Housing Justice Press Statement
Homelessness is a problem for the whole community and requires a response that involves the whole community?
As the Chancellor of the Exchequer, the Rt Hon George Osborne was unveiling his latest Budget in the House of Commons this lunchtime, a Parliamentary Reception
to celebrate the Diamond Jubilee of the Catholic Housing Aid Society was being held
in the House of Lords.
Following an announcement in the Budget that this Government has pledged to nearly 110 million pounds to support those who are homeless and other agencies, Alison Gelder
, Chief Executive of Housing Justice said:
"As Chief Executive of Housing Justice, I welcome the sentiments expressed by the Chancellor today.
It feels very right for us to be holding a Reception to mark the Diamond Jubilee of the Catholic Housing Aid Society today in the House of Lords as George Osborne is giving his budget speech in the Other Place.
Measures to tackle homelessness, especially here in London, have been widely trailed in recent days. More money to tackle homelessness has to be a good thing. Of course the devil will be in the detail and the proof in the eating of the pudding.
As we welcome the Chancellor’s apparent realisation that something needs to be done to help people who are a long way from being able to take advantage of home ownership deals, we at Housing Justice will be watching what happens carefully so that our supporters in churches can hold him to account, ensuring that the promised funds are delivered.
We will also need to make sure that the 2,000 plus shelter guests are among those who benefit from the new accommodation that will be available. At the moment many things are only available to homeless people who have been through the hostel system, processed by what some call the homelessness industry. Our shelter guests should not need to face the dangers of institutionalisation in order to be helped. Church and Community Night Shelters don’t need big chunks of government money to do a great job – but our guests really really need genuinely affordable homes (not hostels) to move on to.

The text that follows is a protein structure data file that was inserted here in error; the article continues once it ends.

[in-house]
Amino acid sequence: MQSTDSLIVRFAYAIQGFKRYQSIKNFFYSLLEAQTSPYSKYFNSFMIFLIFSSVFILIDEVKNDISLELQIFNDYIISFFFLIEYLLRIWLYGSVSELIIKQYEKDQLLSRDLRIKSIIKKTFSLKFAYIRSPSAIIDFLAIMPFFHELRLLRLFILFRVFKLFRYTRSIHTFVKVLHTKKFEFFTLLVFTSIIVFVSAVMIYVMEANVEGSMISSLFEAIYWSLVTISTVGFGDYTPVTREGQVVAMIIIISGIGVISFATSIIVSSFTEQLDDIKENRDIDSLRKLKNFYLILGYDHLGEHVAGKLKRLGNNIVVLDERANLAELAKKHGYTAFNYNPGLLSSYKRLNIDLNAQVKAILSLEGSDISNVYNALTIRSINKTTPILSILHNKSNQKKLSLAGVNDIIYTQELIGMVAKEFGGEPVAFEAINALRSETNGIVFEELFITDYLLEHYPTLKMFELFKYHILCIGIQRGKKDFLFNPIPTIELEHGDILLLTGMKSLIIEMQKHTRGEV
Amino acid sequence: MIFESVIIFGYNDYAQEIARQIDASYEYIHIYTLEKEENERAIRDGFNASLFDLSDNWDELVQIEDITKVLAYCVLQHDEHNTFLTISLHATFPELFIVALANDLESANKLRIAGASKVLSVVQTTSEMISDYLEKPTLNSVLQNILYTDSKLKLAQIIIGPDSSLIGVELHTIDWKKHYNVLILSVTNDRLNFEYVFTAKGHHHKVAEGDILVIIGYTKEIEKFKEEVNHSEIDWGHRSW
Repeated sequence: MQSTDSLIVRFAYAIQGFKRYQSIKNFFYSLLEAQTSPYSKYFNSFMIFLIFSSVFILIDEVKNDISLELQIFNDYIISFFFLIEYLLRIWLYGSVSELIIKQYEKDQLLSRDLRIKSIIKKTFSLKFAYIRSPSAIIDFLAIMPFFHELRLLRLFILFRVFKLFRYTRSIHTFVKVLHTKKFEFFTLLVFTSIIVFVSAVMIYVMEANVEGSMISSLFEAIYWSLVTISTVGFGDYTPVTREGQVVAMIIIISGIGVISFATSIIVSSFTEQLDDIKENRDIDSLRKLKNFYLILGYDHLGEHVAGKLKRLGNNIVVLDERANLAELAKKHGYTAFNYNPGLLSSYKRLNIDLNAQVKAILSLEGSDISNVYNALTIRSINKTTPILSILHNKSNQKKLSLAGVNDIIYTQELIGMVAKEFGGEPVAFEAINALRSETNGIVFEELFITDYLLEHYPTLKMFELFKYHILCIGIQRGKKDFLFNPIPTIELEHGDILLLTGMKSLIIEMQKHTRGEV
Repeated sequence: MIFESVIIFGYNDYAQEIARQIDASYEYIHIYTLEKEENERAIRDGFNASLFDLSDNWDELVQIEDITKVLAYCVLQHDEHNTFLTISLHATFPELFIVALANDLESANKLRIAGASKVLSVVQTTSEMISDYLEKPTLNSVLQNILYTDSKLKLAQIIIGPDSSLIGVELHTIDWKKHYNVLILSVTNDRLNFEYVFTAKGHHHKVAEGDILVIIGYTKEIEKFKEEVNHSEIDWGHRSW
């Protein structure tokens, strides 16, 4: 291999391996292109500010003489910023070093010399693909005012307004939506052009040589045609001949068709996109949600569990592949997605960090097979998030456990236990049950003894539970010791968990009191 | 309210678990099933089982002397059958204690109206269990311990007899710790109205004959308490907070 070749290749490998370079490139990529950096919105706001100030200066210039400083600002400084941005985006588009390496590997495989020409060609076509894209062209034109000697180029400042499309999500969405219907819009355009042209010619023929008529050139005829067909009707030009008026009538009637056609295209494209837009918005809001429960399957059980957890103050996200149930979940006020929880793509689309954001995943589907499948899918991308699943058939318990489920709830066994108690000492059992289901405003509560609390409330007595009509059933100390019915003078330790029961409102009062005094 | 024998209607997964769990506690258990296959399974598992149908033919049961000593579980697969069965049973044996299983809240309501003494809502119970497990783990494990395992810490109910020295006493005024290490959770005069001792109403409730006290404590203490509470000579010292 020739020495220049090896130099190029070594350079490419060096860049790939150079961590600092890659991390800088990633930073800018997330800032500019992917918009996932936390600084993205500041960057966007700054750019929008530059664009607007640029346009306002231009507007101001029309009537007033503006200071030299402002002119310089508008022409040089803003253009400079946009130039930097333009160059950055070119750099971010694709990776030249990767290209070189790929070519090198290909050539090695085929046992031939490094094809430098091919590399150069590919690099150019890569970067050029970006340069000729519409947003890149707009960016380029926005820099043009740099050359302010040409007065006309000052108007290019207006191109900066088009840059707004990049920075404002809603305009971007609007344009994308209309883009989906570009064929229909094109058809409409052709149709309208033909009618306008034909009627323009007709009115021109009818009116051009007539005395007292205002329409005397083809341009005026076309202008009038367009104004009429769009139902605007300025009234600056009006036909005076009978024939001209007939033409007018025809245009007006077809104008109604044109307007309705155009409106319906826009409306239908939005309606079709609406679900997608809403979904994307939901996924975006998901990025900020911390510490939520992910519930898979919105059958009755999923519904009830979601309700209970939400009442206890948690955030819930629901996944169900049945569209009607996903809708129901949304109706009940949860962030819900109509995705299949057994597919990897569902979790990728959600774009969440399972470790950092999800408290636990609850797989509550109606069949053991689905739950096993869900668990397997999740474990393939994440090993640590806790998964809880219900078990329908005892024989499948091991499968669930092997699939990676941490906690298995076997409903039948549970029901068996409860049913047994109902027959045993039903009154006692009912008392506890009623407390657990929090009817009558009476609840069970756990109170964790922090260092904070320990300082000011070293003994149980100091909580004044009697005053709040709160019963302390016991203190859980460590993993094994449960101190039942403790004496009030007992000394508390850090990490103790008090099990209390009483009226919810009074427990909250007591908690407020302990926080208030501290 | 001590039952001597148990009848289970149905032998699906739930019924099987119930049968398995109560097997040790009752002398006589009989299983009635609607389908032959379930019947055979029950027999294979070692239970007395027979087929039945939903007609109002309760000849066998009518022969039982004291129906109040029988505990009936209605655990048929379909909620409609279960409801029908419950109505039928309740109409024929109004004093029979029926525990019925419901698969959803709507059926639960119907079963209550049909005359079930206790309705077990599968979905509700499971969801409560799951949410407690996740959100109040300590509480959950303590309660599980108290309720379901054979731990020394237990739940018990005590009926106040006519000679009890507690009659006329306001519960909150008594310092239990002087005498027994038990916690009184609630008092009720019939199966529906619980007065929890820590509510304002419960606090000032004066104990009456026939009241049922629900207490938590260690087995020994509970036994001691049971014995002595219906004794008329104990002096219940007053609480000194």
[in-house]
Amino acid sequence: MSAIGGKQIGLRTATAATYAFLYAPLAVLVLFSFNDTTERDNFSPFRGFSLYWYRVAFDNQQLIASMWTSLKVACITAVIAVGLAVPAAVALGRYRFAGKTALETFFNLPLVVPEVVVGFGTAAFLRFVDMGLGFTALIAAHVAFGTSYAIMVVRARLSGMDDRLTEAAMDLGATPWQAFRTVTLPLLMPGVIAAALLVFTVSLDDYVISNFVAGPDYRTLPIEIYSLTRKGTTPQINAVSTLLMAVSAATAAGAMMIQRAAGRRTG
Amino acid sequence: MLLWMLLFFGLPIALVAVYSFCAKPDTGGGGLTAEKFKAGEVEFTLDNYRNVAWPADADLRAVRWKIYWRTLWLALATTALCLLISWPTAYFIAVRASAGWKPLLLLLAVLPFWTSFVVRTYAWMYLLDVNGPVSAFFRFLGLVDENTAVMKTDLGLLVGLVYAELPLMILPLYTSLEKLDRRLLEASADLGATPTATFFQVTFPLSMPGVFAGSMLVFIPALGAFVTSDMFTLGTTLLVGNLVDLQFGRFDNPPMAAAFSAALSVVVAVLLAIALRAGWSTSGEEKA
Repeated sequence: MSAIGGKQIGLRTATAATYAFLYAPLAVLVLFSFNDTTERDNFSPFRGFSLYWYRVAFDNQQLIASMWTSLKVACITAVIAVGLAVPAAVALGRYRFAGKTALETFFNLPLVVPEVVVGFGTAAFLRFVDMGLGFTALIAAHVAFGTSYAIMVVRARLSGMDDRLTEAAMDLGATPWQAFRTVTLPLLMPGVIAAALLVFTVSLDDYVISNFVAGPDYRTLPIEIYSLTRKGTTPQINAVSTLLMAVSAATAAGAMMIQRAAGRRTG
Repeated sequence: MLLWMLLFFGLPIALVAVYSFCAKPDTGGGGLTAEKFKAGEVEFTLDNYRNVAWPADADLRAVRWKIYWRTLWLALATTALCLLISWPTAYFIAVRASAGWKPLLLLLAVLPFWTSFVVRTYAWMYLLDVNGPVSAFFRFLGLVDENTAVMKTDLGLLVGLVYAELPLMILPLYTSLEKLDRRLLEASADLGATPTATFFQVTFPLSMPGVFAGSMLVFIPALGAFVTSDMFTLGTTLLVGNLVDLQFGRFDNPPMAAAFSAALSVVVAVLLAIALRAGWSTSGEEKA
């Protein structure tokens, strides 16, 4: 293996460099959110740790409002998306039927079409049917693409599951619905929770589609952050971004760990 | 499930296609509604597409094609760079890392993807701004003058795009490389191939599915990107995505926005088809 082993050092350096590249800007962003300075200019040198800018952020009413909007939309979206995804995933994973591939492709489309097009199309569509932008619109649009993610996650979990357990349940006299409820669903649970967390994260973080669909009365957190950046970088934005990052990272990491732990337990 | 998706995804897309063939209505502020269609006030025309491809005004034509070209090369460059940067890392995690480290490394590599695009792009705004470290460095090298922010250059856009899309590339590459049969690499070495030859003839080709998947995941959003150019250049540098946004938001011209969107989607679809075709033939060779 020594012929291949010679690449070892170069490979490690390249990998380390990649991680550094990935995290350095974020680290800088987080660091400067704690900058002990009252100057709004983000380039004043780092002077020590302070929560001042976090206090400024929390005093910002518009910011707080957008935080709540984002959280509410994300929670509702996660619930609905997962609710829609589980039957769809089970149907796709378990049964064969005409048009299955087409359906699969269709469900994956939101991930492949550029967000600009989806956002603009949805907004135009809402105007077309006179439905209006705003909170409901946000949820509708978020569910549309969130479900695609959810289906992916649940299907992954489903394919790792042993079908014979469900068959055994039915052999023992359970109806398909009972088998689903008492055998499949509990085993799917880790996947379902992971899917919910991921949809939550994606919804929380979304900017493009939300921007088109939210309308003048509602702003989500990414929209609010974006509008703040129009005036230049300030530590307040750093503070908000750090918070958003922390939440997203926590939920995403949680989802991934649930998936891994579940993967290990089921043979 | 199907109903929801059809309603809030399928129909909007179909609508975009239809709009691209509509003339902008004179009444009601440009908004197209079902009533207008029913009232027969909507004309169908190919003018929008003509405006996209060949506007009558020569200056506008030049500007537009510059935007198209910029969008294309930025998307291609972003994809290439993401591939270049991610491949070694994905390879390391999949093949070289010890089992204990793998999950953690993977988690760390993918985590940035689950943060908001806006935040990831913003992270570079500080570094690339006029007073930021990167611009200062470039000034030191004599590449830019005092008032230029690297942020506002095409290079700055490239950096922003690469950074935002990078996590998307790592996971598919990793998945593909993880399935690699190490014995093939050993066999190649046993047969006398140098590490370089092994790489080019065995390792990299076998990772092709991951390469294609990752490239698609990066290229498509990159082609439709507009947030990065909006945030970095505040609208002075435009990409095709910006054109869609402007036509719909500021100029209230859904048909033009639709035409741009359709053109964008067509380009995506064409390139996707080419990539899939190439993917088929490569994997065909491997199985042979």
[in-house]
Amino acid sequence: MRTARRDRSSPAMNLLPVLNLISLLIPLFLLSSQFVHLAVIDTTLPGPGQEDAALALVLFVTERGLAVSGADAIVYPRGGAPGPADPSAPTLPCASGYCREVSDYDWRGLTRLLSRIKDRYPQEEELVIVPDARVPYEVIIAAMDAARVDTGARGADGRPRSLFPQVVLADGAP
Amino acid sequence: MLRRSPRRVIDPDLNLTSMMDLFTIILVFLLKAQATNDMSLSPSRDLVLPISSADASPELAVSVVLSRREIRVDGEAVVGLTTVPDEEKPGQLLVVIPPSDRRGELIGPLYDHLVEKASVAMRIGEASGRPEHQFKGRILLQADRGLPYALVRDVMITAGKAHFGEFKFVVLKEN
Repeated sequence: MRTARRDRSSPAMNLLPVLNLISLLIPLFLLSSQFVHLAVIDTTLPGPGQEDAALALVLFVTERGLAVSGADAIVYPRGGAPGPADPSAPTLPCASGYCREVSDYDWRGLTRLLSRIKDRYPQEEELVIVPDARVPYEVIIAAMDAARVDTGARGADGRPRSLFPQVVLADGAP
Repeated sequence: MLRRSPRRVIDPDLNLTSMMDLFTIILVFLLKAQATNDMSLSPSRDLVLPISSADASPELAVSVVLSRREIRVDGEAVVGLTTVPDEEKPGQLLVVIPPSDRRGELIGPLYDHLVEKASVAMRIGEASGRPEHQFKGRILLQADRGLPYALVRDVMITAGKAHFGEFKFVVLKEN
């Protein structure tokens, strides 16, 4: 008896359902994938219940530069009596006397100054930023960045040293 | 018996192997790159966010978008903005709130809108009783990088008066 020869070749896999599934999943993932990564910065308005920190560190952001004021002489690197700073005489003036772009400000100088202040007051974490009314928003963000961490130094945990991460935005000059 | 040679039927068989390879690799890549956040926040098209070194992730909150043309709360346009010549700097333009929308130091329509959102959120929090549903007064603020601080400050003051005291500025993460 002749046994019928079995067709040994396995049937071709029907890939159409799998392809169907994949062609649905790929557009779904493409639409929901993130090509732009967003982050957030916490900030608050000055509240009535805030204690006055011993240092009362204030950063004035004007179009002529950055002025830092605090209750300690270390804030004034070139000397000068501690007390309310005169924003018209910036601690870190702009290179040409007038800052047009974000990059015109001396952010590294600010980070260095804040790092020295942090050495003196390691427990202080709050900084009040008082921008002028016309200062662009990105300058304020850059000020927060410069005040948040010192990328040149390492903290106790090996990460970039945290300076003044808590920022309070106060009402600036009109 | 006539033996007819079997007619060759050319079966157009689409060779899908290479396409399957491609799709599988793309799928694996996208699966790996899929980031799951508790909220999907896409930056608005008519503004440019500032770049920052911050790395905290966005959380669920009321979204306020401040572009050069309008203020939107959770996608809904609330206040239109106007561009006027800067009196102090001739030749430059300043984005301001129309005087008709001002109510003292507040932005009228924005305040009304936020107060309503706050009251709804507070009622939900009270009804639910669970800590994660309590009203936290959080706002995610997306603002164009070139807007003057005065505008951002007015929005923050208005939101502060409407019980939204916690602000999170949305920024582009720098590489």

Let’s hope this will make a difference.
We need to see how this announcement fits with the proposed limits on local housing allowance that are the axe hanging over thousands of supported housing projects that are currently housing homeless people, as well as accommodation in domestic abuse refuges and sheltered housing for elderly and disabled people.
But I’m a ridiculously optimistic person and Housing Justice will work with pretty much anyone to tackle the problems that lead to homelessness and to create a society where ‘no night out’ is the norm – where people are offered shelter first and then assessed to establish their needs and rights.
Homelessness is not something that can be solved by charities like us, by the churches, or by the Government working alone. Homelessness is a problem for the whole community and requires a response that involves the whole community.
Speaking of the value that the church give on issues of homelessness, The Rt Revd James Langstaff
, Chair of Housing Justice and Bishop of Rochester added:
"The Government commitment to tackle homelessness is, of course, more than welcome. The reality is however, that the increasing problems of housing and homelessness are very complex and require concerted action over a period of time.
As Chair of Housing Justice, I am committed to supporting the Church and other groups in taking this action for the long term. If the Government wishes to achieve its aspirations, we and others will, of course, seek to work creatively with them."
Note to Editors
The Catholic Housing Aid Society was established in 1956 by Massie Ward, Molly Walsh and a group of friends from within the Roman Catholic community in London as a direct result of families struggling to find appropriate and decent housing. Initially starting small, volunteers would look to see what they could do to offer affordable housing.
Since 2003, Housing Justice has become the National voice of Christian action for housing and homelessness, bringing together the Catholic Housing Aid Society and the Churches' National Housing Coalition.
Alison Gelder is available for interview, by prior arrangement.
Housing Justice is a Body in Association of Churches Together in England
All press and media enquiries should be directed to Adam May, Housing Justice Press Officer & CHAS 60th Anniversary Coordinator. Tel: 07736 949 869
16 March 2016